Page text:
Were we to follow the logic of the argument we would immediately run into difficulties. If the word “rape” triggers a traumatic reaction, the same would be true of any word associated with the event.

If a woman was raped on the beach, the word beach or the word ocean might trigger the memory. If her assailant was male the word man might do the same. Unless, of course, he called himself a dude. In that case, the word dude would have to be banned. If he had dark hair or blond hair or red hair, all of these words might be traumatizing. If he was wearing jeans… and so on.

Any teacher who wanted to follow the politically correct rule to the letter would then have to find out which students had suffered which traumas and which words they associated with their traumas.

You would end up with a list of prohibited words, a type of Index.

But that isn’t even the strangest part.

We live in a world where therapy is often conducted according to the principles of cognitive neuroscience. It is well known, or it should be well known that behavioral treatments, especially, try to cure by desensitizing people to traumas and psychic pain… through gradual exposure to the triggering image or word.

Someone who is phobic about spiders will gradually be exposed to spiders. It might begin with the word… it might move on to pictures… and it might arrive at real spiders.

Gradual exposure will desensitize the individual to an object or a threat.

By extension, an individual who religiously avoids all exposure to a threatening object, like a spider, will, upon confronting one, have no defenses, no way to process the information beyond sheer terror. Someone who does not know how to deal with the triggering images or words will be especially vulnerable to any image denoting the threat.

Of course, some people do not believe in the cognitive-behavioral approach to therapy. They prefer the more psychoanalytically inspired approach.

Even there, however, the key to overcoming trauma, pace Freud, is to remember it, to recall it, to recollect it… then to recount it within a coherent narrative.

Even in the Freudian exercise in mental gymnastics, a trauma can only be neutralized by being recalled. To be more precise, the purpose of psychoanalysis is to help the victim accept that he really wanted it to happen.

Thus, the cognitive-behavioral approach works to help people to put their traumas behind them. It claims that sensitivity or oversensitivity to a trauma is more like a bad habit than it is a meaningful statement about who you are or what you want.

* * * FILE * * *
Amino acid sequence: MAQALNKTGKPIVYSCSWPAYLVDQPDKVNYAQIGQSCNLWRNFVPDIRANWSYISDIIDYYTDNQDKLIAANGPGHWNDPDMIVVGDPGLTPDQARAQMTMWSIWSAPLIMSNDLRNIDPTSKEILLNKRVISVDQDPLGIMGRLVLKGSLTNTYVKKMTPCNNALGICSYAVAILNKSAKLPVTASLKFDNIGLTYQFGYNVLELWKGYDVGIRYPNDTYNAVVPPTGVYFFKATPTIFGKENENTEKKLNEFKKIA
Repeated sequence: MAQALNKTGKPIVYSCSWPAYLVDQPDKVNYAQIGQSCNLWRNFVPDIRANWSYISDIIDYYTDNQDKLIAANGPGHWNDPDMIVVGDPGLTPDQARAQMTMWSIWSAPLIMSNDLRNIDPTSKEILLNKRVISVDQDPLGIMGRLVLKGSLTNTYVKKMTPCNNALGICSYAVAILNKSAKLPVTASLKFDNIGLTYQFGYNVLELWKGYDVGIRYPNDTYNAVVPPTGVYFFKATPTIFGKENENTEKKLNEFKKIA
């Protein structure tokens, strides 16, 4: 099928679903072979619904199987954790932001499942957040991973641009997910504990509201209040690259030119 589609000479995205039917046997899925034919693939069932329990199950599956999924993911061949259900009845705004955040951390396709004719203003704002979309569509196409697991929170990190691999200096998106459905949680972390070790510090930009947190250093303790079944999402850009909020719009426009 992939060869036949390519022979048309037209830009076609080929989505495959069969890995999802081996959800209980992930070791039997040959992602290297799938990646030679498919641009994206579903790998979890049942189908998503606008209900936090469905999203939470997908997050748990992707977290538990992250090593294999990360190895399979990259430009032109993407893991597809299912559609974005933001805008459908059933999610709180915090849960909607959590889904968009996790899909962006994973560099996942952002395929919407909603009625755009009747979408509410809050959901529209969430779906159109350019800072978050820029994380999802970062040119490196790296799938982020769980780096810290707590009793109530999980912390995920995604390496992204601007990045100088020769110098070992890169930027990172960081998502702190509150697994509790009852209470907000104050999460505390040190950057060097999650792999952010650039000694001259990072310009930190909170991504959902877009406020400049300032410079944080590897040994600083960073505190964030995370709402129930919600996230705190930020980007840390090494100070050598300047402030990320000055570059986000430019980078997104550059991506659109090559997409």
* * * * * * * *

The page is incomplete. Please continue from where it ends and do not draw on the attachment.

Be that as it may, no therapy asserts that shielding people from recollecting trauma is beneficial.

When cognitive therapists developed the concept of triggers, they wanted people to learn how to deal with them, not to run away from them. 

Tuesday, December 23, 2014

Now for the Good News

One might say that we are hard-wired to worry. Our survival instinct makes us alert to the darker side. We need to anticipate potential danger—the better to protect ourselves.

But, bad news is also compelling because it is more dramatic. We are drawn to dramatic events because they engage our imagination. If they do so, there is probably a reason beyond the entertainment value.

And yet, Steven Pinker (with his co-author Andrew Mack) notes, when we focus on the bad news we often miss the good news. Preparing for the worst might be useful. Ignoring the best is not necessarily helpful.

He observes that when we consume the news, we are more likely to be drawn to catastrophic and disastrous events. No one is going to watch the news when it merely explains how great the day has been.

On the other side, Pinker should have mentioned that the media often report good news. Whether it is a military victory, an economic expansion, the election results, celebrity gossip or weddings… the news does not limit itself to calamities.

Being a cognitive psychologist Pinker knows that cognitive therapists treat depression by teaching their patients to balance the bad with the good, to counterbalance pessimism with a dose of optimism.

Being a public intellectual Pinker wants us to overcome some of our depression by seeing the good in our lives and by not obsessing overly about the bad.

Writing with Andrew Mack, Pinker has entitled his latest article: “The World Is Not Falling Apart.” It is worth noting that he has been here before. He authored a book entitled: The Better Angels of Our Nature.

After listing the horrors that are happening in today’s world, Pinker offers a simple comparison:

It’s hard to believe we are in greater danger today than we were during the two world wars, or during other perils such as the periodic nuclear confrontations during the Cold War, the numerous conflicts in Africa and Asia that each claimed millions of lives, or the eight-year war between Iran and Iraq that threatened to choke the flow of oil through the Persian Gulf and cripple the world’s economy.

Of course, we are not living through the Hundred Years War or the Bubonic Plague or even World War II. Whether or not you want to take solace from the observation, it is true enough that in many ways things have gotten better. Life expectancy, for example, has improved dramatically over time.

In my views, much of the credit belongs to the Industrial Revolution and modern science.

As it happens, Pinker does not, in this article, give credit to either of those. He could surely have argued that while science and industry have enhanced our ability to destroy each other they have also improved our quality of life.

He argues that we are so enthralled by dramatic events that we fail to look at the facts: